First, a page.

News mass. supreme court rules: blacks are justified in running from police

Discussion in 'The Howard Stern Show' started by skylarbrie, Sep 30, 2016.

  1. skylarbrie

    skylarbrie VIP Extreme Gold

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    aclu.org
    For Black Men, Running Is a Reasonable Reaction to Police Harassment and Racial Profiling, Concludes Massachusetts’ Supreme Court
    By Jeffery Robinson, ACLU Deputy Legal Director and Director of the ACLU Center for Justice
    In 2004, University of Virginia football player Marquis Weeks returned a kickoff 100 yards for a touchdown. After the game he described how he did it: "That was just instinct," Weeks said with a laugh. "Kind of like running from the cops, I guess you could say."

    It’s funny until it isn’t. The “instinct” exists for a reason. Black and brown people have been running from people with badges for generations, going all the way back to the days of the slave catchers, who were predecessors of modern-day police.

    Despite his obvious speed, the Massachusetts Supreme Judicial Court caught up with Mr. Weeks this month. The court found that the facts of the case, including that the young Black male suspect tried to avoid the police, did not justify a stop and search of the young man. The court, referring to an ACLU report on “Field Interrogation Observations (FIO)” used by the Boston Police, wrote:

    “Rather, the finding that black males in Boston are disproportionately and repeatedly targeted for FIO encounters suggests a reason for flight totally unrelated to consciousness of guilt. Such an individual, when approached by the police, might just as easily be motivated by the desire to avoid the recurring indignity of being racially profiled as by the desire to hide criminal activity.”

    [​IMG]
    Whether you call it FIO or stop and frisk does not matter because they are the same thing. In plain English, the court said that innocent Black people may be reasonable in thinking that the best thing to do when approached by police is to run. The facts about stop and frisk in Boston confirm what Black and brown people have known for years.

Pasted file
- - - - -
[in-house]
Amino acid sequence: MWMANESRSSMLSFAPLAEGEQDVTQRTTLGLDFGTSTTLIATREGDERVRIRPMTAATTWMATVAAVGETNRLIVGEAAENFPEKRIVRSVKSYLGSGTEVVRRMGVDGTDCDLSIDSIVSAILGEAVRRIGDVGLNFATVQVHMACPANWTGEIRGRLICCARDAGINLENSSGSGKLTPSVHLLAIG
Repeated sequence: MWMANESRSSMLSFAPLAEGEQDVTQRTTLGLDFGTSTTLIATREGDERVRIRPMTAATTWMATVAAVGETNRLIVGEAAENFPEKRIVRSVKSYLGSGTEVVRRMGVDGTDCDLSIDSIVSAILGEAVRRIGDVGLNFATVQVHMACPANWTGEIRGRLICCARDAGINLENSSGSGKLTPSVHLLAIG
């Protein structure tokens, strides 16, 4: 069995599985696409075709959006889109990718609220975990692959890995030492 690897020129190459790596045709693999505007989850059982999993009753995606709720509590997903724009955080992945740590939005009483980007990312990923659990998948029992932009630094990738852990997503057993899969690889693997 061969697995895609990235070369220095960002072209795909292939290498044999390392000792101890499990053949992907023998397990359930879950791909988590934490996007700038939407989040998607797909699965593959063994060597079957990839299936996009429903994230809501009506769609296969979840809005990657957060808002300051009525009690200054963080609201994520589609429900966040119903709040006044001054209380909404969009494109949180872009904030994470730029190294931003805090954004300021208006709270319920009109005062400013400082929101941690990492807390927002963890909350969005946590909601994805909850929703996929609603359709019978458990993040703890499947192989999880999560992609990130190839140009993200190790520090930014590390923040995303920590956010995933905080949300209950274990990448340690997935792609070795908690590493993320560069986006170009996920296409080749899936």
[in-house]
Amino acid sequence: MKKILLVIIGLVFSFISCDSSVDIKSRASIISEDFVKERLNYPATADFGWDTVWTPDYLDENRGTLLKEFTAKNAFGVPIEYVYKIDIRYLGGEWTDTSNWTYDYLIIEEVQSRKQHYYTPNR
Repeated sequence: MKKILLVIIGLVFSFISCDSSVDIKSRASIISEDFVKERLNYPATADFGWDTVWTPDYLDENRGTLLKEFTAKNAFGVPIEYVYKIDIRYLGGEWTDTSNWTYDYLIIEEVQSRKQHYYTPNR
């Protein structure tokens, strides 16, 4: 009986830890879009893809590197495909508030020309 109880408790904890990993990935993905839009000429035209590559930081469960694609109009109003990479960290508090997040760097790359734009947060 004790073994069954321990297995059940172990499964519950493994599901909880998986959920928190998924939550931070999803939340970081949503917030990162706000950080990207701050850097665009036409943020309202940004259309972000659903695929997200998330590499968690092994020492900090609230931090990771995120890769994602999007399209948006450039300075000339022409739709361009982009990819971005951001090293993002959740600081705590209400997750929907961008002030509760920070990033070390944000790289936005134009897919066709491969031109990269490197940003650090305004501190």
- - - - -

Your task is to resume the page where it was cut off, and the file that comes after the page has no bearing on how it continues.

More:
In between 2007-2010, people of color accounted for about 75 percent of those stopped by Boston police, 63 percent of them Black in a city where less than 25 percent of the population was Black. In more than 200,000 FOIs, Boston police seized weapons, drugs, or other contraband only 2.5 percent of the time. These disparities aren’t exclusive to Boston, far from it. The ACLU found similar records of police discrimination in New York City, Chicago, Philadelphia, and Newark.

    Reducing crime will never be accomplished by stopping and harassing innocent people in a racially disparate fashion, and those who suggest FIOs or stop and frisk as a crime solution are advocating policies that we know will fail — they have before and they will every time they are used. What will be accomplished if this practice continues unchecked is that innocent people of color will continue to learn that all too often the police are not there to serve and protect them. And sometimes the innocent may feel a strong instinct to run from the police to avoid the indignity and interference of being stopped for no justifiable reason.

    The truth about our criminal justice system is harsh. To accept the truth about the criminal justice system will require us to challenge assumptions about the fairness of the system that we have comfortably made for decades. Our challenge is to deal with a system that has evolved to a point where racially based police harassment of innocent people is offered as a legitimate criminal justice solution. Race-based policing is a cancer on our justice system. And like any other disease, we must understand the true nature of the disease to cure it.

    William Burroughs wrote his book “Naked Lunch” about the horrors of drug addiction. He said the title, suggested by Jack Kerouac, referred to “the frozen moment when everyone sees what is on the end of every fork.” The Massachusetts Supreme Judicial Court had a “Naked Lunch” moment regarding the true nature of racially biased policing in Massachusetts: They did not like what they saw on the end of the fork, and neither should the rest of us.
     
  2. AcquiringSignal

    AcquiringSignal Girthy VIP

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  3. babybear

    babybear r.i.p 8/3/15, Wherewolf of AZ VIP

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    they are fast runners,at least they have that going for them.